What’s on the menu at Babel, O&B’s new Mediterranean restaurant in the Bridle Path

0
94


What’s on the menu at Babel, O&B’s new Mediterranean restaurant in the Bridle Path

Name: Babel
Contact: 305 York Mills Rd., 647-475-6240, babelrestaurant.ca, @babel.to
Neighbourhood: Bridle Path
Previously: Richtree Market
Owner: O&B Hospitality (Leña, Canoe, Auberge du Pommier, Parcheggio)
Chef: Corporate executive chef Anthony Walsh and chef de cuisine Aviv Moshe (Cluny)
Accessibility: Fully accessible

The food

If the Tower of Babel is an origin myth that seeks to explain why people speak different languages, then the restaurant Babel aims to show diners that food is a universal language without borders. Babel is Mediterranean in the broadest sense, with techniques and spices mixing and matching from across every country the sea touches. “There are 22 countries represented in this menu,” says Moshe, who was born in Montreal, raised in Tel Aviv and finds himself taking inspiration from the meals his mother used to make. Live-fire cooking is also at the heart of the menu, and the kitchen’s hearth roasts eggplants, slow-cooks lamb shoulders, chars fennel, and grills octopus and branzino.

Babel is baking their own version of Turkish simit (above right), which comes with sumac-dusted labneh and olive oil for dipping. $7.

 

This ball of burrata is intended to be shared. It comes with charred fennel, radicchio and concord grapes. Some concord grape molasses binds the plate. $28.

 

These brined grape leaves are stuffed with cauliflower and rice, and come with labneh and barberries. $16.

 

Heirloom carrots, beets, and cabbage are spiralized to create this riot of colours. The vegetables are then tossed in a blood orange and olive oil dressing. $13.

 

When Moshe first moved to Toronto he wasn’t impressed with the local hummus situation. “In Israel they have places that just serve hummus—they’re open for only four hours, and they’ll serve 1,000 people, but in Canada everything was just factory quality,” says the chef. He makes this hummus in house, and tops it with green harissa, warm chickpeas, crushed tomatoes, sumac and olive oil. $12.

 

This isn’t your grocery-store aisle baba ghanoush. Moshe’s version starts with a fire-charred eggplant that gets a hint of sweet from Egyptian date molasses, some fat from tahini and a bit of crunch from pistachios. Pita chips and a flurry of petals and pomegranates complete the plate. $13.

 

To make sure the cauliflower is ultra-tender and perfectly seasoned, the kitchen brines it for 24 hours before steaming it. The entire head is then hit with a medley of spices, then blasted with heat for 10 minutes so it gets a nice crust. It’s served sitting on a bed of yogurt, spangled in pomegranate pearls, sunflower sprouts and edible petals. $18.

 

Instead of being cooked at a fast, high heat, the branzino is hung over the flames and slow-cooked so it stays extremely moist. A bowl of fresh couscous (made at nearby Parcheggio), and some fire-grilled broccolini and a tomato accompany the fish. $27.

 

Black cod gets a miso-maple-sumac glaze that crystallizes under a blast of heat before the fish is plated on top of a beet-tahini. A crown of grape molasses–tossed carrots encircles the fish, which comes with freshly made couscous. $36.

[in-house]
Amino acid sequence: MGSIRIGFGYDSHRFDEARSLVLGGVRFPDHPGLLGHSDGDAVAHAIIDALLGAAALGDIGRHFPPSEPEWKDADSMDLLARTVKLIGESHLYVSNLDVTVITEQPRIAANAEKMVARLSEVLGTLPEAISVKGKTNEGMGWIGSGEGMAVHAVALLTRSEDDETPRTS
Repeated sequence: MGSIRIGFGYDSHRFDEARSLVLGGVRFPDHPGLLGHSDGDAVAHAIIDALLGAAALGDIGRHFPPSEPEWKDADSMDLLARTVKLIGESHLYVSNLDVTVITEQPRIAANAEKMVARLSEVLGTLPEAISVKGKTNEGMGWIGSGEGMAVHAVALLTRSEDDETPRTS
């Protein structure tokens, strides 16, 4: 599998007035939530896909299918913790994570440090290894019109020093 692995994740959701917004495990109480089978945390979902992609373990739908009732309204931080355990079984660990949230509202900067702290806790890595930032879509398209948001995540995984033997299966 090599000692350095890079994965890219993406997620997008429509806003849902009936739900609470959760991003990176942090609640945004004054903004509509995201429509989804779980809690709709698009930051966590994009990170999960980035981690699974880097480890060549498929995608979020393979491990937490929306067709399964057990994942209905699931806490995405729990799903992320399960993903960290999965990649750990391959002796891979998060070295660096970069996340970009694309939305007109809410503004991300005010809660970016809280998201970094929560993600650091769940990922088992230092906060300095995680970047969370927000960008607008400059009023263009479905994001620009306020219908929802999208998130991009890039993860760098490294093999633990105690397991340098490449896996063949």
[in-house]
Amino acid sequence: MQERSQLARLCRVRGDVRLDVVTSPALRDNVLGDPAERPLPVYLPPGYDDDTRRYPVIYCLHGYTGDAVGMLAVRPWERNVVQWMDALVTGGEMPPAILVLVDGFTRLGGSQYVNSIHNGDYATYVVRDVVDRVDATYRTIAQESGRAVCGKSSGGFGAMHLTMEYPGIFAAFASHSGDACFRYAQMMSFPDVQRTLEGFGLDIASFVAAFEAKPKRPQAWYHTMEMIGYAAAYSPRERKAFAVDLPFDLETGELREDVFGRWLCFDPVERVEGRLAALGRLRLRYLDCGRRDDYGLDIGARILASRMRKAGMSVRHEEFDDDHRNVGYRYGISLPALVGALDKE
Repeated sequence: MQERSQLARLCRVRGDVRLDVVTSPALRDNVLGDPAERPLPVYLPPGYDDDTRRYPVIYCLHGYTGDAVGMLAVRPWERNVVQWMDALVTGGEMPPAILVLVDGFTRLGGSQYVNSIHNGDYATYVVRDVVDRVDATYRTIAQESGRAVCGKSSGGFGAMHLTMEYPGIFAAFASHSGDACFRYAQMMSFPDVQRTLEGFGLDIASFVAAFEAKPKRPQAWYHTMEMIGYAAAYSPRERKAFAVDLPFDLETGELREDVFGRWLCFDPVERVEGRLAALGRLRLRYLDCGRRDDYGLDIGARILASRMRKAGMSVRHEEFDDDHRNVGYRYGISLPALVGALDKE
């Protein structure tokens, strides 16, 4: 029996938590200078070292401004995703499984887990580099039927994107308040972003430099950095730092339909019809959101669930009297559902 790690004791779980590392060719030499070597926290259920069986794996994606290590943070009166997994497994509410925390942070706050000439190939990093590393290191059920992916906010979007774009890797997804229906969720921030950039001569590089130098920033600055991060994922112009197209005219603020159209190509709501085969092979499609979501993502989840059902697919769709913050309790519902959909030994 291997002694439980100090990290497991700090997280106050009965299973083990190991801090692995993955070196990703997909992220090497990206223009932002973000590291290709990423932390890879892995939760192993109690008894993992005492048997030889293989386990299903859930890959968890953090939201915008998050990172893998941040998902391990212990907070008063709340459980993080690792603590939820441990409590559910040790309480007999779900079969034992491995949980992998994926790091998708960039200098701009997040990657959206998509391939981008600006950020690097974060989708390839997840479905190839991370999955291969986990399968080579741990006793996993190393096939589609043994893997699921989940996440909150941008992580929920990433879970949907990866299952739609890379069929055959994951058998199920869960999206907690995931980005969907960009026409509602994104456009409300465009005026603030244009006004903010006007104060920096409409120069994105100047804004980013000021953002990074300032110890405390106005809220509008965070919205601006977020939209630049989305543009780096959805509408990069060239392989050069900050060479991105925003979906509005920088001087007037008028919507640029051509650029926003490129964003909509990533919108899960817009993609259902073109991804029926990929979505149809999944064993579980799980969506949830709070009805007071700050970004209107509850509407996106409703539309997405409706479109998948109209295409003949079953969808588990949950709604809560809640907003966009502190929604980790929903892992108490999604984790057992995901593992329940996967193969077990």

It takes around 12 hours to cook the lamb shoulder. It’s hung over the fire and slow-cooked until it’s super tender. $36.

 

At lunch, Babel makes pita sandwiches, which come served with cucumber labneh and dill-pickled carrots. The pitas include a shaved lamb shoulder, a chicken shawarma club made with beef bacon and pomegranate, falafel, and a daily fish option. (Pictured here is B.C. Snapper). $13-$17.

 

Here’s chef Moshe now.

 

And chef Walsh (left).

 

The drinks

O&B ran into some funny booze-related red tape when applying for their liquor license. Although they can serve beer and wine, they won’t be able to pour spirits until sometime next year. But Babel has taken their sour grapes and turned them into a cocktail program that focuses on wine-based tipples. “Because of where we’re located, we also think a lot of people will be driving here,” says O&B’s Rebecca Spence. “So we have an extensive mocktail selection, too.”

Tangerine Cream is one of their eight inventive mocktails. It’s a blend of tangerine juice and ginger-thyme-vanilla syrup. The white foam is made from shaken coconut cream. $7.50.

 

There are five wine-based cocktails on offer, two spritzes and three sangrias. This is the rosé sangria which blends a Spanish rosé with cranberry juice, honey-ginger syrup and Angostura orange bitters. $10.

 

The Pomegranate Spritz is made with a Casalotta Spumante sparkling wine, chamomile syrup and pomegranate juice. $10.

 

The space

DesignAgency (St. Regis Hotel, Kojin, Pearl Morissette) had the daunting task of transforming a section of the vintage strip mall into an inviting space tinged with Middle Eastern elegance. To keep the space cozy, they have divided the 134-seat restaurant into three sections: a bar, a main dining room, and a private dining room.

This is the main dining room, which looks onto the hearth. The fire’s a bit obscured by the pass, but the occasional eruption of embers adds some low-key pyrotechnics to any meal. The fire, in action.

 

Here’s bar area. The bar top and the arched back bar are made from yellow agate.

 

Here’s the private dining room. The space is can accommodate standing receptions for up to 52 guests.